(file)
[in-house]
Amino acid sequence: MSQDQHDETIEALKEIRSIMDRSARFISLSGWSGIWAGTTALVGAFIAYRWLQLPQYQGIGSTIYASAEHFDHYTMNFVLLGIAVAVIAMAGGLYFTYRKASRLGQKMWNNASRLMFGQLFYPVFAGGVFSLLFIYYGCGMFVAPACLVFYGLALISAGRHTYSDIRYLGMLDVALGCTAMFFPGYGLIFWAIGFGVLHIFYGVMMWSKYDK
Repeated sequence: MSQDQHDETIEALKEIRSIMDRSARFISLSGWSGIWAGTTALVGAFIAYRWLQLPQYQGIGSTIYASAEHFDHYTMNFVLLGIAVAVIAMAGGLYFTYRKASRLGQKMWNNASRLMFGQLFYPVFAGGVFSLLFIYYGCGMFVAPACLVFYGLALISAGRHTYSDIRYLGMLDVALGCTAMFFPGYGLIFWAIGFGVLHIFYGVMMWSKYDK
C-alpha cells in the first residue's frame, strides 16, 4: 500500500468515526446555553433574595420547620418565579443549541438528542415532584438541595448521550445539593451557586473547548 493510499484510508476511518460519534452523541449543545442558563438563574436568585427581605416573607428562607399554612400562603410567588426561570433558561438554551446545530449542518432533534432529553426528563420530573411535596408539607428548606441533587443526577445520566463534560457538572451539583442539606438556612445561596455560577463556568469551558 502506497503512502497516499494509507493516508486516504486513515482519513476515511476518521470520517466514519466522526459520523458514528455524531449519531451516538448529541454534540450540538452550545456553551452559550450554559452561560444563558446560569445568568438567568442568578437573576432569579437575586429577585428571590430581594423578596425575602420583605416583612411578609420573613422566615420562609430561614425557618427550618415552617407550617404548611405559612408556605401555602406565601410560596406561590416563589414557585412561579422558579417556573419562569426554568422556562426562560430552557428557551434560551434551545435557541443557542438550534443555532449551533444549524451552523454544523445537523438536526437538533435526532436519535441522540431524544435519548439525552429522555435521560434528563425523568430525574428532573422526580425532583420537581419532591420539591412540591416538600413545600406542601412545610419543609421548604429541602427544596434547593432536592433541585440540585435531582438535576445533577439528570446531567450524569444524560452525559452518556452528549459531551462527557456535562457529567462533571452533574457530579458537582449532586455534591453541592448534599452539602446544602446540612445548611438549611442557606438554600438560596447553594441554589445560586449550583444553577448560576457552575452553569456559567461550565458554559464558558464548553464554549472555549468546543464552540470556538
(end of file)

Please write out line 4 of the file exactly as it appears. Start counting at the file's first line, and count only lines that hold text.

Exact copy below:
C-alpha cells in the first residue's frame, strides 16, 4: 500500500468515526446555553433574595420547620418565579443549541438528542415532584438541595448521550445539593451557586473547548 493510499484510508476511518460519534452523541449543545442558563438563574436568585427581605416573607428562607399554612400562603410567588426561570433558561438554551446545530449542518432533534432529553426528563420530573411535596408539607428548606441533587443526577445520566463534560457538572451539583442539606438556612445561596455560577463556568469551558 502506497503512502497516499494509507493516508486516504486513515482519513476515511476518521470520517466514519466522526459520523458514528455524531449519531451516538448529541454534540450540538452550545456553551452559550450554559452561560444563558446560569445568568438567568442568578437573576432569579437575586429577585428571590430581594423578596425575602420583605416583612411578609420573613422566615420562609430561614425557618427550618415552617407550617404548611405559612408556605401555602406565601410560596406561590416563589414557585412561579422558579417556573419562569426554568422556562426562560430552557428557551434560551434551545435557541443557542438550534443555532449551533444549524451552523454544523445537523438536526437538533435526532436519535441522540431524544435519548439525552429522555435521560434528563425523568430525574428532573422526580425532583420537581419532591420539591412540591416538600413545600406542601412545610419543609421548604429541602427544596434547593432536592433541585440540585435531582438535576445533577439528570446531567450524569444524560452525559452518556452528549459531551462527557456535562457529567462533571452533574457530579458537582449532586455534591453541592448534599452539602446544602446540612445548611438549611442557606438554600438560596447553594441554589445560586449550583444553577448560576457552575452553569456559567461550565458554559464558558464548553464554549472555549468546543464552540470556538